The regulation laying down detailed rules for the application of Article 108 TFEU (3) defines the concept of ‘interested party’, synonymous with that of ‘party concerned’ within the meaning of Article 108(2) TFEU, as, inter alia, any person, undertaking or association of undertakings whose interests might be affected by the granting of aid. Since that concept is interpreted broadly in the case-law, it may encompass any person capable of demonstrating that the grant of State aid is likely to have a specific effect on its situation.

Through this lens, the Court considers that the applicants have shown, to the requisite legal standard, that the grant of the aid measures at issue and, therefore, the adoption of the decision not to raise objections, are likely to have a specific effect on their situation, with the result that they must be categorised as interested parties. In that regard, the Court stresses that the commitments of the Italian authorities relating to the restructuring plan, which led, according to the applicants, to a significant economic loss for the FRESH bondholders, form an integral part of the aid measures notified, so that the decision not to raise objections concerns those measures and those commitments, taken as a whole. Since that decision authorised the implementation of those aid measures while making those commitments binding, the applicants’ situation is inevitably affected by all those factors and they can defend their interests only by seeking the annulment of that decision in its entirety.

Next, the Court analyses the applicants’ interest in bringing proceedings and standing to bring proceedings against the decision not to raise objections.

In the first place, the Court states that, as interested parties, the applicants have an interest in bringing proceedings for the annulment of the decision not to raise objections, whose content is closely linked to the commitments of the Italian authorities relating to the BMPS restructuring plan. Its annulment is capable of procuring a benefit for them, since it would lead to the opening of the formal investigation procedure, in the context of which the applicants would be able to make comments and thus affect the Commission’s assessment concerning the compatibility of the notified aid measures with the internal market. Moreover, the annulment of the decision not to raise objections could affect the outcome of the action brought by the applicants before the Luxembourgish courts against the cancellation of the FRESH contracts.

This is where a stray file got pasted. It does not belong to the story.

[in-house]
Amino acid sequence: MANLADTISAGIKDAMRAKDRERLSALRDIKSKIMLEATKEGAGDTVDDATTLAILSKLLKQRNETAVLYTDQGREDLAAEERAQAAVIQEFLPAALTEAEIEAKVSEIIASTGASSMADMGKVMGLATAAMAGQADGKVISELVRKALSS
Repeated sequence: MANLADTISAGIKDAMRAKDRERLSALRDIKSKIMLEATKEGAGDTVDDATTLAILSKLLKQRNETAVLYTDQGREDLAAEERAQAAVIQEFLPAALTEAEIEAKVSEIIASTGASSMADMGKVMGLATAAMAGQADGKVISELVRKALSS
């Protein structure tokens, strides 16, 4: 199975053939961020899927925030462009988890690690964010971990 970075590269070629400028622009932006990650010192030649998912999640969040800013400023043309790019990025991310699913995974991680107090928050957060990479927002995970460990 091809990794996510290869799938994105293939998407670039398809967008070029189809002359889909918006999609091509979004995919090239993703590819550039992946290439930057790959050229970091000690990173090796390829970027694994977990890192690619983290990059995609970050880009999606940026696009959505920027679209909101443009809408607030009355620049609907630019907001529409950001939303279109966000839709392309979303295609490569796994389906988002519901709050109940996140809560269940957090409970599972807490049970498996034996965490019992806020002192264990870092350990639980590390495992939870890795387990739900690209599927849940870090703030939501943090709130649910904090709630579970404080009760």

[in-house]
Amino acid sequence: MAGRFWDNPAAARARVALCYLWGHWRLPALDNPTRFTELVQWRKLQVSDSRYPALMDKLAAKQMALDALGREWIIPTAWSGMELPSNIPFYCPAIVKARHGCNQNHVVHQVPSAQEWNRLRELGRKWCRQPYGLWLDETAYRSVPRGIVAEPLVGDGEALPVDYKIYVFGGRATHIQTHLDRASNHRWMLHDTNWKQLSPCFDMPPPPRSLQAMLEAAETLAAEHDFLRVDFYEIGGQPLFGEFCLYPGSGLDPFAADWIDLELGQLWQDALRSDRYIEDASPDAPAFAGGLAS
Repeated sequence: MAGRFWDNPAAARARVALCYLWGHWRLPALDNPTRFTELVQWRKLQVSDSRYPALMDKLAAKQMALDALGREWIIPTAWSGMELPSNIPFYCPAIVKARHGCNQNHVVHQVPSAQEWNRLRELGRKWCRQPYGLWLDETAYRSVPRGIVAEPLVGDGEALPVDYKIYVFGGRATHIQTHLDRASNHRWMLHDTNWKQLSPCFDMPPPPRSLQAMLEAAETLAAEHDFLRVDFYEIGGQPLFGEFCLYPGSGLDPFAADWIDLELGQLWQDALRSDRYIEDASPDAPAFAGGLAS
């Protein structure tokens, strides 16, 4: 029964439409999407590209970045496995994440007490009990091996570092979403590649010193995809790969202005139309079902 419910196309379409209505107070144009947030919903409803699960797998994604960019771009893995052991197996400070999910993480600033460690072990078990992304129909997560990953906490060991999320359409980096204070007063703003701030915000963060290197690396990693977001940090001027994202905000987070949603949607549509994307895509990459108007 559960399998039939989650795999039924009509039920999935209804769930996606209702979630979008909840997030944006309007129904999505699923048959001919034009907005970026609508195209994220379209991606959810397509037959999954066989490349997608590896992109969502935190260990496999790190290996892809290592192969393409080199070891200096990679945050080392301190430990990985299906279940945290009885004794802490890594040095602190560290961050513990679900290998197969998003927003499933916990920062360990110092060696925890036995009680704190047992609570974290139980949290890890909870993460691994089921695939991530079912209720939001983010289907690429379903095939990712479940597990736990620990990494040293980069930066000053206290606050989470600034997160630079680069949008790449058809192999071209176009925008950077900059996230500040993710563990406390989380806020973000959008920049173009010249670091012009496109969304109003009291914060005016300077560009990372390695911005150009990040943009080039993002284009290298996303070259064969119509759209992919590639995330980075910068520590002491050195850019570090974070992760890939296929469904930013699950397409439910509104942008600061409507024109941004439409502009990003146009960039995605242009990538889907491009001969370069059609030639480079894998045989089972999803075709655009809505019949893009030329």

In the second place, the Court considers that the applicants also have standing to bring proceedings seeking annulment of the decision not to raise objections, in that it declares the aid measures in question compatible with the internal market, without opening the formal investigation procedure. In that regard, the Court notes that any interested party within the meaning of the regulation laying down detailed rules for the application of Article 108 TFEU (4) is directly and individually concerned by such a decision. The beneficiaries of the procedural rights provided for in Article 108(2) TFEU and in that regulation (5) can ensure that those safeguards are observed, only if it is possible for them to bring a challenge before the EU Courts against the decision not to raise objections. Consequently, the specific status of interested parties within the meaning of the regulation laying down detailed rules for the application of Article 108 TFEU, in conjunction with the specific subject matter of the action, is sufficient to distinguish individually, for the purposes of the fourth paragraph of Article 263 TFEU, the applicants contesting a decision not to raise objections. The applicants therefore have standing to bring proceedings.


1      Under Article 107(3)(b) TFEU, concerning aid intended to remedy a serious disturbance in the economy of a Member State.


2      Council Regulation (EU) 2015/1589 of 13 July 2015 laying down detailed rules for the application of Article 108 of the Treaty on the Functioning of the European Union (OJ 2015 L 248, p. 9) (‘the regulation laying down detailed rules for the application of Article 108 TFEU’). Article 4(3) of that regulation provides that where the Commission, after a preliminary examination, finds that no doubts are raised as to the compatibility with the internal market of a notified measure, in so far as it falls within the scope of Article 107(1) TFEU, it shall decide that the measure is compatible with the internal market. That decision is called a ‘decision not to raise objections’.


3      Article 1(h) of the regulation laying down detailed rules for the application of Article 108 TFEU.


4      Article 1(h) of the regulation laying down detailed rules for the application of Article 108 TFEU.


5      Article 6(1), of the regulation laying down detailed rules for the application of Article 108 TFEU.